The Reagan express was derailed during the 1985 session of Congress, running into the resistance of an increasingly restive and independent legislative branch. The session was dominated by inconclusive trench warfare over spending, the federal debt and taxes. And neither side emerged this weekend with the ability to claim glowing achievement.
It was a decidedly political session of Congress for a non-election year. President Reagan came in on the euphoria of a massive personal election victory. But, handicapped among other things by White House personnel shuffling, he failed to translate that victory into another surge forward for his Reagan Revolution.
There were the expected philosophical and ideological differences between Democrats and Republicans. But 1985 also was a year in which the President had sharp breaks with his own party in Congress--with Senate Republicans on the budget, and with the GOP in the House over tax reform. These clashes added to the President's difficulties in dealing with Congress.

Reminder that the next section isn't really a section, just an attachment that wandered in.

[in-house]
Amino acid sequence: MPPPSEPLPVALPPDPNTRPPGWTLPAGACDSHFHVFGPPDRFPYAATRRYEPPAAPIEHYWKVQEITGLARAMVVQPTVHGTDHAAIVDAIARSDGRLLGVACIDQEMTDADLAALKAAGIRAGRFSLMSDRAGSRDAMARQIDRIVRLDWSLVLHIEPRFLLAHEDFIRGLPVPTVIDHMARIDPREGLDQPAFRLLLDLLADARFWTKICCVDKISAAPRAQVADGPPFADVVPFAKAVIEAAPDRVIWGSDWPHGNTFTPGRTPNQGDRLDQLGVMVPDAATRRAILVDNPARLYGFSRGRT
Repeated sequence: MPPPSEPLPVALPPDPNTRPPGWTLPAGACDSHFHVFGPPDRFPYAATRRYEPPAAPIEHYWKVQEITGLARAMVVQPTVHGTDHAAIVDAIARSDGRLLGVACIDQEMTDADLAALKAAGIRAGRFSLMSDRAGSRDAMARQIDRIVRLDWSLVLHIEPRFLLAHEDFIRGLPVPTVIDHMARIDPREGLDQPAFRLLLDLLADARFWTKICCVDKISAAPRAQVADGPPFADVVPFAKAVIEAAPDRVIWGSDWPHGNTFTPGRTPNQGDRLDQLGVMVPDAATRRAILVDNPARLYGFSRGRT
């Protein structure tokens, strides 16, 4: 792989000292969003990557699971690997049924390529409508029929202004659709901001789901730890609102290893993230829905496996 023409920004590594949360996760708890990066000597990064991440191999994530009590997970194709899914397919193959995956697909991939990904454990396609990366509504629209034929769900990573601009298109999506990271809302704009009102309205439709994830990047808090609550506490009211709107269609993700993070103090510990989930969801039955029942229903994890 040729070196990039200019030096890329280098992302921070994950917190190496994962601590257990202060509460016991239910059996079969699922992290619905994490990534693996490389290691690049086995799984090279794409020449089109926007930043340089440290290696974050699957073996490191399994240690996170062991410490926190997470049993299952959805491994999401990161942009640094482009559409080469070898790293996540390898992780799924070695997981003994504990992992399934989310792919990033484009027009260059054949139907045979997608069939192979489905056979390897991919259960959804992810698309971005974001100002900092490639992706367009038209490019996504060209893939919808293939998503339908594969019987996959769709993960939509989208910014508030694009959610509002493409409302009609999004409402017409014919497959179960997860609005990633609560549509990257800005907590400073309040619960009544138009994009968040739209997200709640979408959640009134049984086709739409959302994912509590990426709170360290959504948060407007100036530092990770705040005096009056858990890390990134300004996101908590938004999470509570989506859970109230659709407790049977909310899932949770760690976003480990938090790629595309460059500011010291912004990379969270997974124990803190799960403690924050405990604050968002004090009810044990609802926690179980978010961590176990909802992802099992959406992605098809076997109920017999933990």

White House truculence also frustrated the ability of a bright new Senate leadership team under Sen. Bob Dole (R-Kan.) to shape the budget-deficit debate, which Dole considered the one key issue of the session. By late fall the deficit initiative had been seized by two junior senators, Phil Gramm (R-Tex.) and Warren B. Rudman (R-N.H.), the authors of a gimmicky deficit-reduction plan signed into law by the President on Dec. 12.